Aris and his 2nd in command, Javellas, were isolated by the main unit and finally Aris was killed with his comrade either by a hand grenade or by a bullet. Rumors want him to "commit suicide with his commander Javellas when his thoughts were that there is no better future for his revolution and its betrayals."[3].

The corpses of Velouchiotis and his second in command were subsequently decapitated, and the heads displayed, hanging from a lamp post in the central square of the town of Trikala. When British Labour government members of Parliament objected to the barbarity of the operation they received the reply that the display was in accordance to "Ancient Greek Custom".{Fact|date=February 2007}.

Following the rehabilitation in Greece of the Resistance movement and subsequently of the KKE itself, busts and statues of Aris have been erected in his native town; the KKE moved discreetly for Velouchiotis' rehabilation following the expulsion in turn of the KKE's wartime leader who had denounced him, Party Secretary Zahariadis who had survived incarceration at Dachau.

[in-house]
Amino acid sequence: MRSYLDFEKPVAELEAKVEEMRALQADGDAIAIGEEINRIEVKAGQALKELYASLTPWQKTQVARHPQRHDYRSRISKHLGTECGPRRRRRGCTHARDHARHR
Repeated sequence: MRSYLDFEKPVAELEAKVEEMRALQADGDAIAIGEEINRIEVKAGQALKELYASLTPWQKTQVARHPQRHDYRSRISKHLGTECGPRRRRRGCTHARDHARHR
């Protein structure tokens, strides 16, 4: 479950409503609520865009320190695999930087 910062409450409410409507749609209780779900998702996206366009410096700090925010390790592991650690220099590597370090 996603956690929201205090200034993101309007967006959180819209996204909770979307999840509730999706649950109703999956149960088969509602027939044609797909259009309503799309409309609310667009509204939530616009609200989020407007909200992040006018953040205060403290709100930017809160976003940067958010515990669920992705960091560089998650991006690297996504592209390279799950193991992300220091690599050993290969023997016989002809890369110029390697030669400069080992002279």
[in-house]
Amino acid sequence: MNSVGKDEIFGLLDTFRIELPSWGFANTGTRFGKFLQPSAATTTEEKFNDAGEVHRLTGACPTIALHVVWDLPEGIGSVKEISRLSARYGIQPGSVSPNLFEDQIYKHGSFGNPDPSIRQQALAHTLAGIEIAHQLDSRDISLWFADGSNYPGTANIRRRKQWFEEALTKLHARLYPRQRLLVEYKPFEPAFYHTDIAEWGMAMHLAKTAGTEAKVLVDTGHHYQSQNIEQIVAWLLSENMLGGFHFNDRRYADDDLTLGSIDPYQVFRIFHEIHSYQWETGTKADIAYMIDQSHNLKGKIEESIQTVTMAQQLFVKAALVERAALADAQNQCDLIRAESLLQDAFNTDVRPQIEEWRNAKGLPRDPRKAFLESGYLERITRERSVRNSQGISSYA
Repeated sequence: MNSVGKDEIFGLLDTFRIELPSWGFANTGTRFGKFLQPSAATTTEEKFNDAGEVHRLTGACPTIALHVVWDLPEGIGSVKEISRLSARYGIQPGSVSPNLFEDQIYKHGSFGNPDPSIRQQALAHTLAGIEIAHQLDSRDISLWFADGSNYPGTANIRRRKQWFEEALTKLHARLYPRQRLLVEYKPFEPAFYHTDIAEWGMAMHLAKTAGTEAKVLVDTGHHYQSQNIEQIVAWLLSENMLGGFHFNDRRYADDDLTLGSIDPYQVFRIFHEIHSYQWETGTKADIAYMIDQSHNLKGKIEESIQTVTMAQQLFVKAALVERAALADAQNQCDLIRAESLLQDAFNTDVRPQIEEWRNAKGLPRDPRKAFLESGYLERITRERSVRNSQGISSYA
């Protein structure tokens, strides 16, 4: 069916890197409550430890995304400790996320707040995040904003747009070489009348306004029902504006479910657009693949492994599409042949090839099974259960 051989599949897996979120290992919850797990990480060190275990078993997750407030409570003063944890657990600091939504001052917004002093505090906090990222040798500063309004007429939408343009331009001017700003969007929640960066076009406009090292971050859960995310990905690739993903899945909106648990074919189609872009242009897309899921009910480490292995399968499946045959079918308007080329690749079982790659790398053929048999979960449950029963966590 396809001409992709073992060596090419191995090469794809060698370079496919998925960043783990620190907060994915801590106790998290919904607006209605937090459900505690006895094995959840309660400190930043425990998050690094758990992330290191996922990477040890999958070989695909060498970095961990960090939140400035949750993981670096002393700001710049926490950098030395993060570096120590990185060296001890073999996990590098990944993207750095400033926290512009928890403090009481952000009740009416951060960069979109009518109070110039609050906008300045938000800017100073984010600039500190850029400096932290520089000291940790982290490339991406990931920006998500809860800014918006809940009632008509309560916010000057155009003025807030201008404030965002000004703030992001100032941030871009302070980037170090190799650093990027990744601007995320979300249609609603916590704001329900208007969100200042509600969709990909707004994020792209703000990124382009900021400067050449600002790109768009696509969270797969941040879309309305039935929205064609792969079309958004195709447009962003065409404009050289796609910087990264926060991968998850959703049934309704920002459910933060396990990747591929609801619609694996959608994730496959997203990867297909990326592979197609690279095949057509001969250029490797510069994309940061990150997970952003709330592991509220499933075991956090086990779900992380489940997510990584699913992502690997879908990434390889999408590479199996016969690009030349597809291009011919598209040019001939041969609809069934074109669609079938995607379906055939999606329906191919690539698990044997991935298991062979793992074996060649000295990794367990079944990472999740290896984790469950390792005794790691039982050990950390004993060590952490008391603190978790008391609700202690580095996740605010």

Controversial figure

Supporters consider Aris Velouchiotis a symbol of Greek resistance against Nazi Germany and a hero of the communist cause. Critics see him as a perpetrator of atrocities against rural people who were perceived as opponents of communism. His involvement in attacks against non-communist Greek resistance forces and insurgency against the post-liberation government also draw criticism: C.M. Woodhouse remarked that Velouchiotis "fought Greeks more often than he did Germans".[4]

Notes

  1. ^ ΚΚΕ, επίσημα κείμενα, τ8
  2. ^ Δοκίμιο Ιστορίας του ΚΚΕ
  3. ^ For a complete presentation of the circumstances of Velouchiotis' death see: Χαριτόπουλος, Διονύσης (Charitopoulos, Dionysis) (2003). Άρης, ο Αρχηγός των Ατάκτων (Aris, the Leader of the Rebels). Athens: Ελληνικά Γράμματα (Ellinika Grammata),565-71. It should be noted that Charitopoulos takes for granted that Velouchiotis committed a "heroic" suicide.
  4. ^ C.M. Woodhouse, "The Struggle for Greece, 1941-1949", ISBN 1-85065-487-5, p.4-5.

Further reading

  • Χαριτόπουλος, Διονύσης (Charitopoulos, Dionysis) (2003). Άρης, ο Αρχηγός των Ατάκτων (Aris, the Leader of the Rebels). Athens: Ελληνικά Γράμματα (Ellinika Grammata). ISBN 960-406-538-6.   Extensive biography in Greek.